The international partnership Biogas Leeuwarden BV, Adverio Engineering BV and Oosterhof Holman are designing and building an innovative digester at the location of Dairy Campus. The total project value is Euro 6M and has been funded by the FSFE and the National Green Fund.
Adverio Engineering BV designed the project and Oosterhof Holman was granted the order to build the facility. In turn Jongia Mixing Technology was asked to design and supply their innovative agitators for the biogas project. Jongia is the Dutch market leader in the field of agitators. Fundamental R&D in our own lab/test facilities, our own agitator design program and in-house production in Leeuwarden ensure that Jongia is able to provide their customers the optimal process result with the lowest energy consumption and total costs of ownership (TCO).
During the engineering phase of the project Jongia had several meetings with the process engineers of Adverio to discuss about the process and required process results. Jongia used their own agitator design program and made a CFD modeling to underpin the calculated agitator design process results. These results and Jongia’s references in complex digester projects convinced Adverio and Oosterhof Holman that Jongia was able to offer the best solution and is the right partner for their project.
The ambitious Dairy Campus project of Wageningen University and Research Centre (WUR) in Leeuwarden started in 2007 to do leading research to dairy products and production. It includes plans to have 520 milk cows by the end of 2015 and manure treatment is an increasingly important part of this process. The Biogas Leeuwarden project consists of construction of a new plug flow digester and reconstruction the existing digester to make it suitable for a new technology developed by a consortium of parties in Friesland and America.
Breakthrough ‘Hogen’ technology
Manure fermentation has declined in recent years because co-digestion materials such as corn have become too expensive. The “Hogen” technology makes it possible to be less dependent on expensive co-fermentation material and instead use waste such as roadside grass and wood cuttings which makes manure fermentation economically feasible again. Until now, it was impossible to use (hard) cellulose and lignin (the main components in manure, grass and wood) in the fermentation process.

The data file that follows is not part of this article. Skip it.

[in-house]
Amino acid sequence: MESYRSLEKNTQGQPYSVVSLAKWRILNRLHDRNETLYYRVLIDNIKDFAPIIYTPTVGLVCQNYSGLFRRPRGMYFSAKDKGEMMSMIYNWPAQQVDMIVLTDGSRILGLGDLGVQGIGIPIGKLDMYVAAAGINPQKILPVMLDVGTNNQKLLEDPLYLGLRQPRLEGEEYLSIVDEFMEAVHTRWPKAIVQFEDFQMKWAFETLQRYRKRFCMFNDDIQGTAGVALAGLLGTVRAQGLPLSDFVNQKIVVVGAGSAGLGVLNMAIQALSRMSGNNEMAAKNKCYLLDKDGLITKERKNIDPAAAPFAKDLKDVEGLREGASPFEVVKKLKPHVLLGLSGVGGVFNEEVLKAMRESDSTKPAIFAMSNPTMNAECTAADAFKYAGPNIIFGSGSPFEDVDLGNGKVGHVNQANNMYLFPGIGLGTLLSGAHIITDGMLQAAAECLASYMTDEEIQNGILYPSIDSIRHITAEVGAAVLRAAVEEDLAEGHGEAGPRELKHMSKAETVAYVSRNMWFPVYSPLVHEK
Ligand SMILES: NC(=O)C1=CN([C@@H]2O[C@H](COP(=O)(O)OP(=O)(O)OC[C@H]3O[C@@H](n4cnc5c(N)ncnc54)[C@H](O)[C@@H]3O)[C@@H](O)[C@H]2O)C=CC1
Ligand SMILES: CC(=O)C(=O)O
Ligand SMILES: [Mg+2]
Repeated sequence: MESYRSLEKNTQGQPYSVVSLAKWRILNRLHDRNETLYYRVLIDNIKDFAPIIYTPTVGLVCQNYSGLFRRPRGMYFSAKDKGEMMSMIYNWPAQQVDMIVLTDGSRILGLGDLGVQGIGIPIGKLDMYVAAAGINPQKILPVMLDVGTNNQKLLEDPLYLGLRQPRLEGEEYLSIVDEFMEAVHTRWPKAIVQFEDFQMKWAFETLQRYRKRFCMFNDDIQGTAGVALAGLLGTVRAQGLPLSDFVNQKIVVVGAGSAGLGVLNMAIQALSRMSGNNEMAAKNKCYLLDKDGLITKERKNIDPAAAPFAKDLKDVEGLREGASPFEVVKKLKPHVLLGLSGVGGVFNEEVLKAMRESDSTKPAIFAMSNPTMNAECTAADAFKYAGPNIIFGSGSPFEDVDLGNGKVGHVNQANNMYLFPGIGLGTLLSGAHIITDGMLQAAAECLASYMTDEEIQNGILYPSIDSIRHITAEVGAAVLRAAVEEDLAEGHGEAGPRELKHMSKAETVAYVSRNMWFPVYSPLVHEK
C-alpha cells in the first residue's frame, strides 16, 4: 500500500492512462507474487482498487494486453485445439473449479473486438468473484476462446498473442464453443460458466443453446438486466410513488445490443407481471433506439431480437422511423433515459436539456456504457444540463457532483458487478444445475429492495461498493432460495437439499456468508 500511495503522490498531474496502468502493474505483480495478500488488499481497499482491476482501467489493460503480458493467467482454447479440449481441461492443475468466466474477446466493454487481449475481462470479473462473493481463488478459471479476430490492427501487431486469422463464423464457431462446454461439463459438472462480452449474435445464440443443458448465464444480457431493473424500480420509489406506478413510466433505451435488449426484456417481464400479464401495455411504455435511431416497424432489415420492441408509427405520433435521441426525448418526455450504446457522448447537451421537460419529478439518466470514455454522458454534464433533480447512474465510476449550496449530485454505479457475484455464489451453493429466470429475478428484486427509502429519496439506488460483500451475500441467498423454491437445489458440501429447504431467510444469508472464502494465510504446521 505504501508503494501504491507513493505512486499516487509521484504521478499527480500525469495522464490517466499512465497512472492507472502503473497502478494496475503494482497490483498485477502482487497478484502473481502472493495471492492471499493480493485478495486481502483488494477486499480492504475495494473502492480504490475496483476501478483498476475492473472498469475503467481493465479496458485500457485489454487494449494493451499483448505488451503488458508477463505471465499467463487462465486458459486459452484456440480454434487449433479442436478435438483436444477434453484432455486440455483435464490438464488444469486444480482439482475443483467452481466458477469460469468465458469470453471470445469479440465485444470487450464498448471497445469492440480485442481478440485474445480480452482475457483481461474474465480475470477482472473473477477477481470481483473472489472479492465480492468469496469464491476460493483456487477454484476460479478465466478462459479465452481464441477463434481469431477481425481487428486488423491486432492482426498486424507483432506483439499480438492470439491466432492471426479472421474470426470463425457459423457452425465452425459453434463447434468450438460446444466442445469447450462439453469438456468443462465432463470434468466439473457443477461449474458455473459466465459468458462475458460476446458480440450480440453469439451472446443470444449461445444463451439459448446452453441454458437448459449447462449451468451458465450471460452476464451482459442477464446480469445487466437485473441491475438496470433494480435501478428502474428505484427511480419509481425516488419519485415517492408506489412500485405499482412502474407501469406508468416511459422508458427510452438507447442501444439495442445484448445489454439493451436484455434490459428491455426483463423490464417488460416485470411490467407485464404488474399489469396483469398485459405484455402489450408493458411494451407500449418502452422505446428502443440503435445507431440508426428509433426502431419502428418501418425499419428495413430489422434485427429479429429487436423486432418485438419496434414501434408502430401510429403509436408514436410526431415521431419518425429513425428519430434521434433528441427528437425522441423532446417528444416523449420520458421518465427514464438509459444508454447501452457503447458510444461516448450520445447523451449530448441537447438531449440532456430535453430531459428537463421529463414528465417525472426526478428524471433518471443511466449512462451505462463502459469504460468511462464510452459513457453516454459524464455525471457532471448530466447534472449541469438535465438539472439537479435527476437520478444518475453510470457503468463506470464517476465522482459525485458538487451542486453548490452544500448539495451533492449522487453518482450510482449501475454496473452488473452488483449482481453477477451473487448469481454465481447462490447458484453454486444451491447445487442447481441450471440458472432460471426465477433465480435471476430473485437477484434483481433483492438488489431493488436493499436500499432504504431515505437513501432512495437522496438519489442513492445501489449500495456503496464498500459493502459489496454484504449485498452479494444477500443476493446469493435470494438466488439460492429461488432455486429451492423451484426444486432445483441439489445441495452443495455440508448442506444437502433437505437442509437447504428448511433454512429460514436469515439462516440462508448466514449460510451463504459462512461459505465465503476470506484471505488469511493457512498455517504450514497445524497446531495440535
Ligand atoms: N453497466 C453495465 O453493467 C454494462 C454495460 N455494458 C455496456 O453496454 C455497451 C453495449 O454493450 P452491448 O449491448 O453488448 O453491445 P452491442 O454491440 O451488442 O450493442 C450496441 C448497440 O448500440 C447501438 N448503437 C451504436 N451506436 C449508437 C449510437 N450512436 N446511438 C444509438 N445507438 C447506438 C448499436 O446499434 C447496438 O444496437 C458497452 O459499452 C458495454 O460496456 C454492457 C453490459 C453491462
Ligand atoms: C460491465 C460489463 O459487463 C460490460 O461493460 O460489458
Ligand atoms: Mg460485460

The planned process with the ‘Hogen’ technology is similar to how a cow digests grass.
- Crushing (chewing) of the food to short fibers with the ‘biogrinder’.
- Hydrolysis (stomach) to break open the cellulose membranes
- The plug-flow reactor (the bowels) consists of separate zones with specific bacteria that effectively turn biomass into biogas.
- After separation of the residual material, the liquid returns into the process and the dry substances (odorless) can be used as biofertilizer.
Piet van der Hoop, Initiator of Biogas Leeuwarden: “We brought together a strong consortium to realize this project. I am very pleased that we can now really get to work.”
Michel Hendriks, fund management FSFE: “In recent years, many digesters had financial troubles. A technology that extracts more biogas from biomass such as manure and roadside grass could mean a major boost to this sector. The Dairy Campus has grown into a clear role model, both nationally and internationally. This is also an excellent location to realize the project Biogas Leeuwarden.”
About Biogas Leeuwarden BV
Biogas Leeuwarden BV is a consortium established for the realization of the new digester and directed by Clark Technology LLT, Evergreen LLT and supported by Adverio Engineering BV. For more information please contact Wim Vrieling (firstname.lastname@example.org), Director biogas Leeuwarden BV.